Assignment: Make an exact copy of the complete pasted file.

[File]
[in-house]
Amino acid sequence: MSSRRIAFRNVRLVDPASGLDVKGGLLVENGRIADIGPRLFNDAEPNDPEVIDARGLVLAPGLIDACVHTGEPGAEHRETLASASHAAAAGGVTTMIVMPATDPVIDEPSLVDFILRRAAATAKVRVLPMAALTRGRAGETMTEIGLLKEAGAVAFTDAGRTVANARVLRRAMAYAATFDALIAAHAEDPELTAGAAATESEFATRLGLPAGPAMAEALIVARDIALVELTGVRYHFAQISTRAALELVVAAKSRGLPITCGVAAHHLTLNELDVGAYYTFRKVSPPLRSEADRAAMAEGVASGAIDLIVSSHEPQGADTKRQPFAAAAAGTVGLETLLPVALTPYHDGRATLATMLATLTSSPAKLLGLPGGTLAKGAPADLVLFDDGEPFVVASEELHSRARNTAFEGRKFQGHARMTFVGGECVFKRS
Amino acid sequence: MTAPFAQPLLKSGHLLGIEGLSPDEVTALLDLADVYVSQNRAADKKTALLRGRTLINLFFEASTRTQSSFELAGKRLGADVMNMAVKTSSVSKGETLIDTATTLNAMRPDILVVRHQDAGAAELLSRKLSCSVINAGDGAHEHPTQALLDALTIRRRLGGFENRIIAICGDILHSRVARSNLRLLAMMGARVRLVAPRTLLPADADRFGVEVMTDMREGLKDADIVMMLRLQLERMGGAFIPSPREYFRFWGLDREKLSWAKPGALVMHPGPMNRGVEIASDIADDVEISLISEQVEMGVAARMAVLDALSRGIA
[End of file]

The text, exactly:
[in-house]
Amino acid sequence: MSSRRIAFRNVRLVDPASGLDVKGGLLVENGRIADIGPRLFNDAEPNDPEVIDARGLVLAPGLIDACVHTGEPGAEHRETLASASHAAAAGGVTTMIVMPATDPVIDEPSLVDFILRRAAATAKVRVLPMAALTRGRAGETMTEIGLLKEAGAVAFTDAGRTVANARVLRRAMAYAATFDALIAAHAEDPELTAGAAATESEFATRLGLPAGPAMAEALIVARDIALVELTGVRYHFAQISTRAALELVVAAKSRGLPITCGVAAHHLTLNELDVGAYYTFRKVSPPLRSEADRAAMAEGVASGAIDLIVSSHEPQGADTKRQPFAAAAAGTVGLETLLPVALTPYHDGRATLATMLATLTSSPAKLLGLPGGTLAKGAPADLVLFDDGEPFVVASEELHSRARNTAFEGRKFQGHARMTFVGGECVFKRS
Amino acid sequence: MTAPFAQPLLKSGHLLGIEGLSPDEVTALLDLADVYVSQNRAADKKTALLRGRTLINLFFEASTRTQSSFELAGKRLGADVMNMAVKTSSVSKGETLIDTATTLNAMRPDILVVRHQDAGAAELLSRKLSCSVINAGDGAHEHPTQALLDALTIRRRLGGFENRIIAICGDILHSRVARSNLRLLAMMGARVRLVAPRTLLPADADRFGVEVMTDMREGLKDADIVMMLRLQLERMGGAFIPSPREYFRFWGLDREKLSWAKPGALVMHPGPMNRGVEIASDIADDVEISLISEQVEMGVAARMAVLDALSRGIA